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Getting chain selection right — the key to achieving maximum working life

Author : David Moore is with Renold Chain

07 March 2017

When replacing chain on industrial applications it is important to specify the new chain correctly.

Doing so will ensure that you get the best performance out of the new chain and the longest working life. Here, David Moore of Renold Chain looks at some of the key issues and offers his advice on how to overcome them.

When old chain is replaced mistakes are sometimes made in the selection of new chain that may result in premature failure. Implementing best practice in chain selection is easier today than ever before and is absolutely essential if the maximum working life is to be achieved from the new chain.

It was back in 1925 when the first chain standard was introduced: BS 228 for Steel Roller Chain and Chain Sprockets. BS 228 initially contained only minimal requirements for chain and sprocket dimensions but it was broadened in 1934 when minimum breaking loads were included.

Chain design and manufacture has come a long way since then and a correctly selected modern chain will now last years on applications that back in the mid twentieth century might have worn out in a matter of months. Modern chain is a much more reliable, high-tech product than its earlier versions, but to get the full benefit of all the recent innovations engineers need to select more carefully from all the new options.

Breaking load – the common misconception

Engineers commonly use breaking load as an absolute measure of performance, when there is actually a huge variation in working life for different chains with identical breaking loads. 

Breaking load was one of the earliest chain standards so engineers became used to specifying chain by this criteria and many still do as a rule of thumb guide. But breaking load is no guide to modern chain performance, and chain strength is not the best measure of its working life. In fact, high tensile strength can lead to a shortened working life if component strength has been achieved by making parts hard but brittle.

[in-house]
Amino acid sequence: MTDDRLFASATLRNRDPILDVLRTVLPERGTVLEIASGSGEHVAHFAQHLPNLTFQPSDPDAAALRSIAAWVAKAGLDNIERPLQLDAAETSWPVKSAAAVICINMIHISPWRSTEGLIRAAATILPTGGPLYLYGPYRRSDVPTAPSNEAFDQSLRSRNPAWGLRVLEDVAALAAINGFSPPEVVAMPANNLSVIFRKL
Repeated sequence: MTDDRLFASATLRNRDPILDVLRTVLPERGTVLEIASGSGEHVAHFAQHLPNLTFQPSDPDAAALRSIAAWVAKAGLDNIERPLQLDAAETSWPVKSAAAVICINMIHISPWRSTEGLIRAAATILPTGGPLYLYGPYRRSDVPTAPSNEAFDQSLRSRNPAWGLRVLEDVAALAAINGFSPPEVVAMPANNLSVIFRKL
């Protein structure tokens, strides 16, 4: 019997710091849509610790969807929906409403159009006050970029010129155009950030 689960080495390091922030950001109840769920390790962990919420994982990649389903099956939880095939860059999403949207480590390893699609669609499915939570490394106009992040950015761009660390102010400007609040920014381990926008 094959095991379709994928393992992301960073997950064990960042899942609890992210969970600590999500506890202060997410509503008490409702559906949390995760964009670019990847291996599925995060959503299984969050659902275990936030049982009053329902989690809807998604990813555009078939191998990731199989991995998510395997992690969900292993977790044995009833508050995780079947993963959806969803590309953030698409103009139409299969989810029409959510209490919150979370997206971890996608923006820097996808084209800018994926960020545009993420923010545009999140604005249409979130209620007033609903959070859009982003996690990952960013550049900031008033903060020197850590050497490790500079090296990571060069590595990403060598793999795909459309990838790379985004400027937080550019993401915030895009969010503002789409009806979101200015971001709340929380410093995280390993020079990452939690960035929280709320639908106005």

It is helpful to put considerations of breaking load to one side. Chain should be operated well below any load at which it could break. In fact, permanent damage will occur if the load on a chain is more than the elastic limit of the steel parts. Chain should be operated below its endurance limit to ensure that wear is the mode of failure, rather than fatigue, or even complete failure because of overload.

In order to achieve long wear life it is essential to have specialist component design, consistent material specification and the correct balance of heat treatment. Heat treatment not only refines the mechanical strength of components, it will also, in part, increase their wear life. But it’s a fine balance. Prolonged heat treatment to achieve high tensile strength can leave parts brittle and with increased vulnerability to fatigue failure. It is the detail in this process that expert chain manufacturers understand and can often be the difference between the perfect solution and an inferior product.

Managing applied loads

Of great importance for longer working life is the overall ability of the selected chain to manage the applied loads and provide fatigue resistance well above the application’s anticipated working loads. Most good chain manufacturers will know the fatigue limits of their products and it is this that engineers should be taking into consideration rather than breaking load.

To help make chain selection easier and to ensure that engineers get the optimum value and working life out of chain, Renold has produced an easy-to-use chain selector program that takes the hit-and-miss out of the increasingly complex choices.

To use the Renold Chain Selector go to 

Renold enables peak performance

Renold Synergy chain has long been known for industrial applications. What is less well known is that the same cutting-edge chain technology platform on which Synergy was built, has recently helped the Britain Cycling team to Olympic Gold!

In 2011, British Cycling were looking for a drive chain that could meet the incredible demands of elite level competition both in the Velodrome and on the BMX track. After some discussion between British Cycling’s R&D Team and Renold Engineers it was felt that the requirements could be met using Renold’s Synergy chain technology platform. Following a great deal of collaborative work between British Cycling and Renold Chains, along with the University of Bristol, Renold engineers were able to optimise its pre-existing chain design which culminated in the chain that was used to great effect by the Great Britain Track Cycling team in both the London and Rio Olympic Games.

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